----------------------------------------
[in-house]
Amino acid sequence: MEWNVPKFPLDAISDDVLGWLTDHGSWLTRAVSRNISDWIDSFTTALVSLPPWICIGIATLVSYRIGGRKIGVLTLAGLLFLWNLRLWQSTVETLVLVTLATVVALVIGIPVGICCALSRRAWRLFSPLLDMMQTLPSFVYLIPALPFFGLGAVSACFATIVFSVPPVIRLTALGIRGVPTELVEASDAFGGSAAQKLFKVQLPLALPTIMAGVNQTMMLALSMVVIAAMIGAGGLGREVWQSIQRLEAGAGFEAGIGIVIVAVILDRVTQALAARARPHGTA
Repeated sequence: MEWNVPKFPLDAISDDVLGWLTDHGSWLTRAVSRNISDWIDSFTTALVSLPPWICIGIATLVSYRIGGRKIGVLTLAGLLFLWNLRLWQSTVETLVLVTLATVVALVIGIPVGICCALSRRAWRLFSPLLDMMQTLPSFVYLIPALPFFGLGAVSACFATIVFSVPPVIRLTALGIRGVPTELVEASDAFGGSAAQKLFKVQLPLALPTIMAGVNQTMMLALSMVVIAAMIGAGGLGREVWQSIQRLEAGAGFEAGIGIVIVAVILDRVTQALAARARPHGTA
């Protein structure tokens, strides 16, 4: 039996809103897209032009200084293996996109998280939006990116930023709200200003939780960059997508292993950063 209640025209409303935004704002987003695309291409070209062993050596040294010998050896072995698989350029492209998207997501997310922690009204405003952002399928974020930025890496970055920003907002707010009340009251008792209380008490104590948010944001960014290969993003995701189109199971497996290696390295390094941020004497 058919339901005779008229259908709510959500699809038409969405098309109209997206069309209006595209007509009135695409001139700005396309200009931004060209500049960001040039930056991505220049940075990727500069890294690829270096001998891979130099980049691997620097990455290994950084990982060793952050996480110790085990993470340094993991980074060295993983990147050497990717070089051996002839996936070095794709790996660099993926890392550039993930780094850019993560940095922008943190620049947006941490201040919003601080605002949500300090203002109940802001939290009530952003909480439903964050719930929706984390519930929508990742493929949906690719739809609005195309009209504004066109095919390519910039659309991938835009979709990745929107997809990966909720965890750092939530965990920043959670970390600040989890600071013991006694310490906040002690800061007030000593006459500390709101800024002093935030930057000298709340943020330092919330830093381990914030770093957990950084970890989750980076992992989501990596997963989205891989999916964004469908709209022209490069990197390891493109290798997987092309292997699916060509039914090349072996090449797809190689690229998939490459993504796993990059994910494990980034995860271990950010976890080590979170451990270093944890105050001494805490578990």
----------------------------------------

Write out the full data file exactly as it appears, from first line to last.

[in-house]
Amino acid sequence: MEWNVPKFPLDAISDDVLGWLTDHGSWLTRAVSRNISDWIDSFTTALVSLPPWICIGIATLVSYRIGGRKIGVLTLAGLLFLWNLRLWQSTVETLVLVTLATVVALVIGIPVGICCALSRRAWRLFSPLLDMMQTLPSFVYLIPALPFFGLGAVSACFATIVFSVPPVIRLTALGIRGVPTELVEASDAFGGSAAQKLFKVQLPLALPTIMAGVNQTMMLALSMVVIAAMIGAGGLGREVWQSIQRLEAGAGFEAGIGIVIVAVILDRVTQALAARARPHGTA
Repeated sequence: MEWNVPKFPLDAISDDVLGWLTDHGSWLTRAVSRNISDWIDSFTTALVSLPPWICIGIATLVSYRIGGRKIGVLTLAGLLFLWNLRLWQSTVETLVLVTLATVVALVIGIPVGICCALSRRAWRLFSPLLDMMQTLPSFVYLIPALPFFGLGAVSACFATIVFSVPPVIRLTALGIRGVPTELVEASDAFGGSAAQKLFKVQLPLALPTIMAGVNQTMMLALSMVVIAAMIGAGGLGREVWQSIQRLEAGAGFEAGIGIVIVAVILDRVTQALAARARPHGTA
């Protein structure tokens, strides 16, 4: 039996809103897209032009200084293996996109998280939006990116930023709200200003939780960059997508292993950063 209640025209409303935004704002987003695309291409070209062993050596040294010998050896072995698989350029492209998207997501997310922690009204405003952002399928974020930025890496970055920003907002707010009340009251008792209380008490104590948010944001960014290969993003995701189109199971497996290696390295390094941020004497 058919339901005779008229259908709510959500699809038409969405098309109209997206069309209006595209007509009135695409001139700005396309200009931004060209500049960001040039930056991505220049940075990727500069890294690829270096001998891979130099980049691997620097990455290994950084990982060793952050996480110790085990993470340094993991980074060295993983990147050497990717070089051996002839996936070095794709790996660099993926890392550039993930780094850019993560940095922008943190620049947006941490201040919003601080605002949500300090203002109940802001939290009530952003909480439903964050719930929706984390519930929508990742493929949906690719739809609005195309009209504004066109095919390519910039659309991938835009979709990745929107997809990966909720965890750092939530965990920043959670970390600040989890600071013991006694310490906040002690800061007030000593006459500390709101800024002093935030930057000298709340943020330092919330830093381990914030770093957990950084970890989750980076992992989501990596997963989205891989999916964004469908709209022209490069990197390891493109290798997987092309292997699916060509039914090349072996090449797809190689690229998939490459993504796993990059994910494990980034995860271990950010976890080590979170451990270093944890105050001494805490578990």